Mature Security Organizations Align Security with Service Delivery

#adcfw#RSAC Traditional strategy segregates delivery from security. Traditional strategy is doing it wrong…

Everyone, I’m sure, has had the experience of calling customer service. First you get the automated system, which often asks for your account number. You know, to direct you to the right place and “serve you better.” Everyone has also likely been exasperated when the first question asked by a customer service representative upon being connected to a real live person is … “May I have your account number, please?”

It’s frustrating and, for everyone involved, it’s cumbersome.

That’s exactly the process that occurs in most data centers today as application requests are received by the firewall and then passed on to the service delivery layer.

Traditional data center design segregates security from service delivery. There’s an entire complement of security-related components that reside at the perimeter of the network, designed to evaluate incoming traffic for a wide variety of potential security risks – DDoS, unauthorized access, malicious packets, etc… But that evaluation is limited to the network layers of the stack. It’s focused on packets and connections and protocols, and fails to take into consideration the broader contextual information that is carried along by every request. It’s asking for an account number but failing to leverage it and share it in a way that effectively applies and enforces corporate security policies.

It’s cumbersome.

Reality is that many of the functions executed by firewalls are duplicated in the application delivery tier by service delivery systems. What’s more frustrating is that many of those functions are executed more thoroughly and to better effect (i.e. they mitigate risk more effectively) at the application delivery layer.

What should be frustrating to those concerned with IT budgets and operational efficiency is that this disconnected security strategy is more expensive to acquire, deploy, and maintain. Using shared infrastructure is the hallmark of a mature security organization; it’s a sign of moving toward a more strategic security strategy that’s not only more technically adept but is financially sound.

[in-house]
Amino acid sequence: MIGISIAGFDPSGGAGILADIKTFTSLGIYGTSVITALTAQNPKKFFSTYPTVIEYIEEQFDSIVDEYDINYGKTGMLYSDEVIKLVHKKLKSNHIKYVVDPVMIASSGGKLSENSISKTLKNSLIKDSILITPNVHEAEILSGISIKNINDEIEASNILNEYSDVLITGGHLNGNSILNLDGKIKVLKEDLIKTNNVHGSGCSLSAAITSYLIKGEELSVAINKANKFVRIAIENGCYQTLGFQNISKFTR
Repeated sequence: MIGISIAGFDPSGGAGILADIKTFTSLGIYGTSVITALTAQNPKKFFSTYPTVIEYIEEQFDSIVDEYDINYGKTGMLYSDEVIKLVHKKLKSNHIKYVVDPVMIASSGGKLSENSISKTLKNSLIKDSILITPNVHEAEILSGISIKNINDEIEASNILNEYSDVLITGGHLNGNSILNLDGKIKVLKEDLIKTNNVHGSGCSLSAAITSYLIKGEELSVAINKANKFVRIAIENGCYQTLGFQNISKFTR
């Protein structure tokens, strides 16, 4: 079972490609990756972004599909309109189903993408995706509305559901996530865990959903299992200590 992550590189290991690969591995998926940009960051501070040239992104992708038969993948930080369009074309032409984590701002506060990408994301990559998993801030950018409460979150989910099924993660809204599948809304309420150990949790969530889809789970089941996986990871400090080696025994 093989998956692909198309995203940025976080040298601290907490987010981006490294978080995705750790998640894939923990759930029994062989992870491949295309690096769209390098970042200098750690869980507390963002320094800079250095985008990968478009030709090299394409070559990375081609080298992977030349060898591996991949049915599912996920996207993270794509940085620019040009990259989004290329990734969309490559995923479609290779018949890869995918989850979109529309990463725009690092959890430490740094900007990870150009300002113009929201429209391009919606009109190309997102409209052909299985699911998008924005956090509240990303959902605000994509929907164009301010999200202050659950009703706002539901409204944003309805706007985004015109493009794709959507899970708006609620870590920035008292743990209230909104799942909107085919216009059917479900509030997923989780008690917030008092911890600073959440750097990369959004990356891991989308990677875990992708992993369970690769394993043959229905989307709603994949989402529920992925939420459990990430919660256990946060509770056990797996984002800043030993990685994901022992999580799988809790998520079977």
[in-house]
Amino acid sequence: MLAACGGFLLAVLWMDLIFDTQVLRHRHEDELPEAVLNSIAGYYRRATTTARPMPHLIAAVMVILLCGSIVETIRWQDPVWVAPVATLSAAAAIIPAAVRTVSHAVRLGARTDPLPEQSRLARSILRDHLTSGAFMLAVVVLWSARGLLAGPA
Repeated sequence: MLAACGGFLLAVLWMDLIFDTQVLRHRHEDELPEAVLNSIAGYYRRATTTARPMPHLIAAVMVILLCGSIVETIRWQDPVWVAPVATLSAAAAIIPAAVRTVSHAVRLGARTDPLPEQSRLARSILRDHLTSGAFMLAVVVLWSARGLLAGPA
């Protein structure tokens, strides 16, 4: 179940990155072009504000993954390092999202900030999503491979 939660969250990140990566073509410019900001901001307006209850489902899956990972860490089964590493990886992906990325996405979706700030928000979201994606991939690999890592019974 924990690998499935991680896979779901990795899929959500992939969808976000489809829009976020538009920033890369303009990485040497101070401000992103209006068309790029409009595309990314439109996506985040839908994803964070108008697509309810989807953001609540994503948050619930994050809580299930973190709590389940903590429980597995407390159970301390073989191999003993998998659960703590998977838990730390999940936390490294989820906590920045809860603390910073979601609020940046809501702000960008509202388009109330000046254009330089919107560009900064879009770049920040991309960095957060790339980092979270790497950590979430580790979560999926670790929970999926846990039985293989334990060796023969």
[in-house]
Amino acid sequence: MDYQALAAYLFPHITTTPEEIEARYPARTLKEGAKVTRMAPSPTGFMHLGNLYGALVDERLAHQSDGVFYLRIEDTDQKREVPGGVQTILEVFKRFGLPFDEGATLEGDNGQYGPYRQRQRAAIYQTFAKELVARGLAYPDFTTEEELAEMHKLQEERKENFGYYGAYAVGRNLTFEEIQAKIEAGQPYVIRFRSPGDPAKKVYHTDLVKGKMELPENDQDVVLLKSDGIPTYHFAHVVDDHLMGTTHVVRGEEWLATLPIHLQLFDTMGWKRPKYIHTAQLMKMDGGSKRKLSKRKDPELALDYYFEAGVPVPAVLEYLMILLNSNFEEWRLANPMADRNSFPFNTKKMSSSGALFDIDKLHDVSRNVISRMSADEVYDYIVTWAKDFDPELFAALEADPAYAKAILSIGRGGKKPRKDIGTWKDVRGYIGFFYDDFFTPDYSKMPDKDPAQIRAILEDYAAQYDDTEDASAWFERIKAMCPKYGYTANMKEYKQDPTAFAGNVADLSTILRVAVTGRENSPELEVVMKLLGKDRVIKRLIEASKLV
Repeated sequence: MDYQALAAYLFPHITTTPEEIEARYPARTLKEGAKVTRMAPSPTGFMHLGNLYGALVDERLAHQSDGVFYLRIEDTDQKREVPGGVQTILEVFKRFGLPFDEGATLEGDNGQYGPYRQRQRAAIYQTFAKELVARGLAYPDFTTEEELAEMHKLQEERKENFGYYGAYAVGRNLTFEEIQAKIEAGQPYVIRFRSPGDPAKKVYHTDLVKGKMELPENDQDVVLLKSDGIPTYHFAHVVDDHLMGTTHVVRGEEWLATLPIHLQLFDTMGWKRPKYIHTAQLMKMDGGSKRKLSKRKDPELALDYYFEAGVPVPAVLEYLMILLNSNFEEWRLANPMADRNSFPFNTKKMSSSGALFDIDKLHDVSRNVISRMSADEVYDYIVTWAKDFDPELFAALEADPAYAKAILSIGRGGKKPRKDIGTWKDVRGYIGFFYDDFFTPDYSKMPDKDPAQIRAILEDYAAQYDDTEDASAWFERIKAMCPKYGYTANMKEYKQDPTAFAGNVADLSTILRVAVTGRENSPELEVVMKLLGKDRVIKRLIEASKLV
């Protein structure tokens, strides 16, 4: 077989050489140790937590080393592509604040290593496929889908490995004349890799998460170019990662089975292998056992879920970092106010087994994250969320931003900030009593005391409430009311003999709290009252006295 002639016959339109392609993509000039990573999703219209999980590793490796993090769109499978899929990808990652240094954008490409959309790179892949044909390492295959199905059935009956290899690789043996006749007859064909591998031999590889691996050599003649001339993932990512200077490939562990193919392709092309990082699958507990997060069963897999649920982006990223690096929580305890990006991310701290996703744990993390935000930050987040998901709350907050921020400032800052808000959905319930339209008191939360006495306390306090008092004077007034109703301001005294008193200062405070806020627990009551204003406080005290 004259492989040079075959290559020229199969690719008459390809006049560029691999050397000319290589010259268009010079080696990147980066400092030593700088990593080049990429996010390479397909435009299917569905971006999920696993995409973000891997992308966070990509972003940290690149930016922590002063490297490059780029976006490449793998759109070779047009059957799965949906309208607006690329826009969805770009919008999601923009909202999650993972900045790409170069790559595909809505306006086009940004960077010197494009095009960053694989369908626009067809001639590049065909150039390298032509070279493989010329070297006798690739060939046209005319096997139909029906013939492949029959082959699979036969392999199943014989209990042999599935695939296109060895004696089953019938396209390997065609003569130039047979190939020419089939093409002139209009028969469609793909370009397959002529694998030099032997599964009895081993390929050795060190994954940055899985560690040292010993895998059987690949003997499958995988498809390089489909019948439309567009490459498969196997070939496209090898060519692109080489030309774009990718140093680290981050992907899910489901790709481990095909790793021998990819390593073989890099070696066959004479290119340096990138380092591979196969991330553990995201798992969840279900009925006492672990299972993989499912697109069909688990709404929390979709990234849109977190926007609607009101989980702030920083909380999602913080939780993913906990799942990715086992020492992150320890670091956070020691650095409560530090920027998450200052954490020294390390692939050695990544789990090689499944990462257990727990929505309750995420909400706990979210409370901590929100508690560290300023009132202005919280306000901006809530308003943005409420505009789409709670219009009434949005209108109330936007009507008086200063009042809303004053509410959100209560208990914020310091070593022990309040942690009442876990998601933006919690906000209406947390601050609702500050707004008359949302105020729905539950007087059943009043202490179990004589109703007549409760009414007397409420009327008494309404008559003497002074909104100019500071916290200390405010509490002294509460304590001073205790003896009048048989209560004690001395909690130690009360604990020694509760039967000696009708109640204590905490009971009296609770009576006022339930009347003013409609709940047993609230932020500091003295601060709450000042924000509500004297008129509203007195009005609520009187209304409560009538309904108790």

We most often hear the term “shared infrastructure” with respect to cloud computing and its benefits. The sharing of infrastructure across organizations in a public cloud computing environment nets operational savings not only from alleviating the need to manage the infrastructure from the fact that the capital costs are shared across hundreds if not thousands of customers. 

Inside the data center private cloud computing models are rising to the top of the “must have” list for IT for similar reasons. In the data center, however, there are additional technical and security benefits that should not be overlooked. Aligning corporate security strategy with the organizations’ service delivery strategy by leveraging shared infrastructure provides a more comprehensive, strategic deployment that is not only more secure, but more cost effective.

Service delivery solutions already provide a wide variety of threat mitigation services that can leveraged to mitigate the performance degradation associated with a disjointed security infrastructure, the kind that leads 9 of 10 organizations to sacrifice that security in favor of performance. By leveraging shared infrastructure to perform both service delivery acceleration as well as security, neither performance nor security need be sacrificed because it essentially aligns with the mantra of the past decade with regards to performance and security: crack the packet only once.

In other words, don’t ask the customer for their account number twice. It’s cumbersome, frustrating, and an inefficient means of delivering any kind of service.

Published Jan 12, 2012
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